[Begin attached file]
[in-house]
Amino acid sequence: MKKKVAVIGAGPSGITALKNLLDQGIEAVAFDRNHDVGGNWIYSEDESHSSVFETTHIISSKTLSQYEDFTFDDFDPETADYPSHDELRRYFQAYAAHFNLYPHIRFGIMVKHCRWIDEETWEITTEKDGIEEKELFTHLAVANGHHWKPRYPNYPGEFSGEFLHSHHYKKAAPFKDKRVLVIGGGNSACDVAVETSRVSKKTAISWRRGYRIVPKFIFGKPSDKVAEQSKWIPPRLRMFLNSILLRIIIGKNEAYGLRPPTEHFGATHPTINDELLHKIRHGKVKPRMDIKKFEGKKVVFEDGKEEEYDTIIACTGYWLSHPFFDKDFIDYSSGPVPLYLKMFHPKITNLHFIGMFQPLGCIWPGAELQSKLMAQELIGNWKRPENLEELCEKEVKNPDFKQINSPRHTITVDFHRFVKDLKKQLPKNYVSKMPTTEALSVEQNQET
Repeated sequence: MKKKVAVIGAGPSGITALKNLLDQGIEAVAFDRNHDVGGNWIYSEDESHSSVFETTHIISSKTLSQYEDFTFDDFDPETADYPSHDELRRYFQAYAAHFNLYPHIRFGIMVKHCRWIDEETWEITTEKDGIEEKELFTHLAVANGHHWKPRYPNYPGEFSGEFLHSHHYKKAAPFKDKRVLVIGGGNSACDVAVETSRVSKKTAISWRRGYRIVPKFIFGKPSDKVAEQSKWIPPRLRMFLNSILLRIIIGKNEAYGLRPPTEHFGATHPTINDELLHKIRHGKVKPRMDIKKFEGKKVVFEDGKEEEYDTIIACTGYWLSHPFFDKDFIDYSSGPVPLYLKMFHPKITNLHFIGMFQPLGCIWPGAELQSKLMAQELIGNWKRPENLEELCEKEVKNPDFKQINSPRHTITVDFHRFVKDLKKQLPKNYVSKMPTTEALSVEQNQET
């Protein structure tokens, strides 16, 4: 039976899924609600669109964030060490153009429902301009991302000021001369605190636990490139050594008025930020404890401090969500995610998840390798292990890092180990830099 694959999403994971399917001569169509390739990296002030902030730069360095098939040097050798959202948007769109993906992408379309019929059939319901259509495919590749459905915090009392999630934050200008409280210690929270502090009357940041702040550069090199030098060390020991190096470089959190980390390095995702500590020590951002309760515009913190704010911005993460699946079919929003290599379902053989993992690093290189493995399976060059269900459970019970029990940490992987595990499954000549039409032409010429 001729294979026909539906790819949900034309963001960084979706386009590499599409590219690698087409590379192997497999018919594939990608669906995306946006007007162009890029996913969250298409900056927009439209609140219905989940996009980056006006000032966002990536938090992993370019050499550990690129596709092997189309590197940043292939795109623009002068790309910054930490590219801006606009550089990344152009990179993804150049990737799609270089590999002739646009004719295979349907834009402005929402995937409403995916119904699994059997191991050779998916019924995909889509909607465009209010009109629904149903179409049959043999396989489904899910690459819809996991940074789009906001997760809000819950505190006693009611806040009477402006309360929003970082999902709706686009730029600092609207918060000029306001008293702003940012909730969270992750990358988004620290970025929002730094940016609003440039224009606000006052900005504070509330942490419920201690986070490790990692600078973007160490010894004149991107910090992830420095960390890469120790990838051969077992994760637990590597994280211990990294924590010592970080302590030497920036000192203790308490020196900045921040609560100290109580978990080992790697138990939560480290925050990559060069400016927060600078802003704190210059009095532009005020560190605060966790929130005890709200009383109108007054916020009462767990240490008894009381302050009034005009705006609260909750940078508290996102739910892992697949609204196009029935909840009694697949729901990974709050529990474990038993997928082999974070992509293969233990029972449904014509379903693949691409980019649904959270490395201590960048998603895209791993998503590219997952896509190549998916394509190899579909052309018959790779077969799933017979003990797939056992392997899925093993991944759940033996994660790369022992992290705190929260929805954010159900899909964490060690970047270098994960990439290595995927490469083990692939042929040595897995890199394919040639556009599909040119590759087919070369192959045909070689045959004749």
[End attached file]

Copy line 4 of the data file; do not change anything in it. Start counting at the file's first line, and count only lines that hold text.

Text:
């Protein structure tokens, strides 16, 4: 039976899924609600669109964030060490153009429902301009991302000021001369605190636990490139050594008025930020404890401090969500995610998840390798292990890092180990830099 694959999403994971399917001569169509390739990296002030902030730069360095098939040097050798959202948007769109993906992408379309019929059939319901259509495919590749459905915090009392999630934050200008409280210690929270502090009357940041702040550069090199030098060390020991190096470089959190980390390095995702500590020590951002309760515009913190704010911005993460699946079919929003290599379902053989993992690093290189493995399976060059269900459970019970029990940490992987595990499954000549039409032409010429 001729294979026909539906790819949900034309963001960084979706386009590499599409590219690698087409590379192997497999018919594939990608669906995306946006007007162009890029996913969250298409900056927009439209609140219905989940996009980056006006000032966002990536938090992993370019050499550990690129596709092997189309590197940043292939795109623009002068790309910054930490590219801006606009550089990344152009990179993804150049990737799609270089590999002739646009004719295979349907834009402005929402995937409403995916119904699994059997191991050779998916019924995909889509909607465009209010009109629904149903179409049959043999396989489904899910690459819809996991940074789009906001997760809000819950505190006693009611806040009477402006309360929003970082999902709706686009730029600092609207918060000029306001008293702003940012909730969270992750990358988004620290970025929002730094940016609003440039224009606000006052900005504070509330942490419920201690986070490790990692600078973007160490010894004149991107910090992830420095960390890469120790990838051969077992994760637990590597994280211990990294924590010592970080302590030497920036000192203790308490020196900045921040609560100290109580978990080992790697138990939560480290925050990559060069400016927060600078802003704190210059009095532009005020560190605060966790929130005890709200009383109108007054916020009462767990240490008894009381302050009034005009705006609260909750940078508290996102739910892992697949609204196009029935909840009694697949729901990974709050529990474990038993997928082999974070992509293969233990029972449904014509379903693949691409980019649904959270490395201590960048998603895209791993998503590219997952896509190549998916394509190899579909052309018959790779077969799933017979003990797939056992392997899925093993991944759940033996994660790369022992992290705190929260929805954010159900899909964490060690970047270098994960990439290595995927490469083990692939042929040595897995890199394919040639556009599909040119590759087919070369192959045909070689045959004749």